• Make it Yours: It’s really quite simple: Self-care is all about making YOU happy. Keep that in mind... body... and spirit. It’s an investment you’ll never regret.

There’s no end to the things you can do for yourself that result in a more balanced, peaceful, and happier life. By practicing whatever self-care that you do, you will see the effect at home, at work, with your relationships, and life in general.

Here are some things you can start doing today:

  1. Spend an hour outside enjoying nature (no technology!)
  2. Fit some sort of exercise into each day.
  3. Get a good night’s sleep (phones and televisions off) or indulge in an afternoon nap.
  4. Create a shopping list of healthier foods.
  5. Unplug from work-related emails/texts/calls when you’re off the clock. You do not have to always be available. You’ll feel fresher and more ready for the next day.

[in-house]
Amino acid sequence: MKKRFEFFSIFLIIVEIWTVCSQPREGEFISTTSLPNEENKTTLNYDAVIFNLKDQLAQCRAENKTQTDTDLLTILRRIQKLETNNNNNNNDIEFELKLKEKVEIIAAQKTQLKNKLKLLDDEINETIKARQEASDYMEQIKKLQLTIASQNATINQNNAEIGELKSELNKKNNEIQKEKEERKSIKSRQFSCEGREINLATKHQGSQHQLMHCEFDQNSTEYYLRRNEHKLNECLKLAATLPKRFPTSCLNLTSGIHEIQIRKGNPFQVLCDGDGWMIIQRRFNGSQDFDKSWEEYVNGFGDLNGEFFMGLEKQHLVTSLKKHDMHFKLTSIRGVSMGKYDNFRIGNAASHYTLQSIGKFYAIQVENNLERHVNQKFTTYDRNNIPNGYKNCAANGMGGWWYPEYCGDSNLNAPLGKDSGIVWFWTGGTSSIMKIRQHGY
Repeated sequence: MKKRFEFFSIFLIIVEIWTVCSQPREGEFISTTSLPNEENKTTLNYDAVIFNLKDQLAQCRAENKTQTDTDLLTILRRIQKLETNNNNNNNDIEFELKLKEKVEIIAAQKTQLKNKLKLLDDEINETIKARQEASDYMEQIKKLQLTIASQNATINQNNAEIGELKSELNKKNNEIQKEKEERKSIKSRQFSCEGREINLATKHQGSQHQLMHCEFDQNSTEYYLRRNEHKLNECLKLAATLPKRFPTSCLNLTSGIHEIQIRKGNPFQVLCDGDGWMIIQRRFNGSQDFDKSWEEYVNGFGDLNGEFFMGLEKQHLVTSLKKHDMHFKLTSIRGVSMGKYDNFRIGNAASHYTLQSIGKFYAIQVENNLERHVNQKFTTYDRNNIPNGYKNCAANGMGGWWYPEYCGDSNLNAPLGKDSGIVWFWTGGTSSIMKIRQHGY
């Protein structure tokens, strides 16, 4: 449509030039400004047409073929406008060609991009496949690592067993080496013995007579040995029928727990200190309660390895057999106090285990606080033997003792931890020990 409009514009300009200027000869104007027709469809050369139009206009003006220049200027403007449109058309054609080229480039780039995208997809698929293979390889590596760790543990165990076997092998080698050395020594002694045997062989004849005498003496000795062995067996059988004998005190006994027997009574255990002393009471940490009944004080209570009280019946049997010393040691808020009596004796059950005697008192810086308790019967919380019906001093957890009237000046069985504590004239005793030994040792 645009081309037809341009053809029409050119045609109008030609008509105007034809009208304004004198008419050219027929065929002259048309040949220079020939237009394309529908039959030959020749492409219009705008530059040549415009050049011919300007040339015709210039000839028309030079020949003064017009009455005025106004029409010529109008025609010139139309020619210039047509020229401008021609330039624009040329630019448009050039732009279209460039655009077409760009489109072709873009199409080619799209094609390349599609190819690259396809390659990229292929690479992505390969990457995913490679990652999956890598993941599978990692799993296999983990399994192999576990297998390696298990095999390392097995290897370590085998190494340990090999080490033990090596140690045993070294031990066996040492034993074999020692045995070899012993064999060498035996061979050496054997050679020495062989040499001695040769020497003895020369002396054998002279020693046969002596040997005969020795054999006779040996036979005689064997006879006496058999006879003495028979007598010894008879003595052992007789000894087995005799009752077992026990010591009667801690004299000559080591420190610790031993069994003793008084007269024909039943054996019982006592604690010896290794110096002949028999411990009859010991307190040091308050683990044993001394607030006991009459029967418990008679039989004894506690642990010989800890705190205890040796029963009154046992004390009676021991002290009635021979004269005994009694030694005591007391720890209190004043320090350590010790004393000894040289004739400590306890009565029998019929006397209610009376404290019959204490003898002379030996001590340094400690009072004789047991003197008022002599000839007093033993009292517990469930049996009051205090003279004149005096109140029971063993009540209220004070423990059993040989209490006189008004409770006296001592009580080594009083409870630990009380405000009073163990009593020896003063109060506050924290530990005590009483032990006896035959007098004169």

6. Pop into a favorite store and just browse around to take it all in.
  7. Lose the day in a good book, downloaded online or checked-out from the library.
  8. Start a journal. Capture your dreams, goals, feelings about family and friends. Or just use it to be creative: write a poem, tell a story, pen a blog.
  9. Make breaks in your day a priority. Set an alert on your smartphone to get up and move around, get a coffee, check in on a friend or coworker, or romp with the dog.
  10. Focus on the positive! Pick up a book that talks about self-care or self- development. Pin up greeting cards or posters with a message that spark you. Chit-chat with your closest friend. Remind yourself often what a singular, unique human being you are.

Show Your Finances Some Self-care, Too!
Enroll in Online Banking
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Meg Schutte is a Bank of Hope Blog contributor.    

The views and opinions expressed in this article do not necessarily represent the views and opinions of Bank of Hope.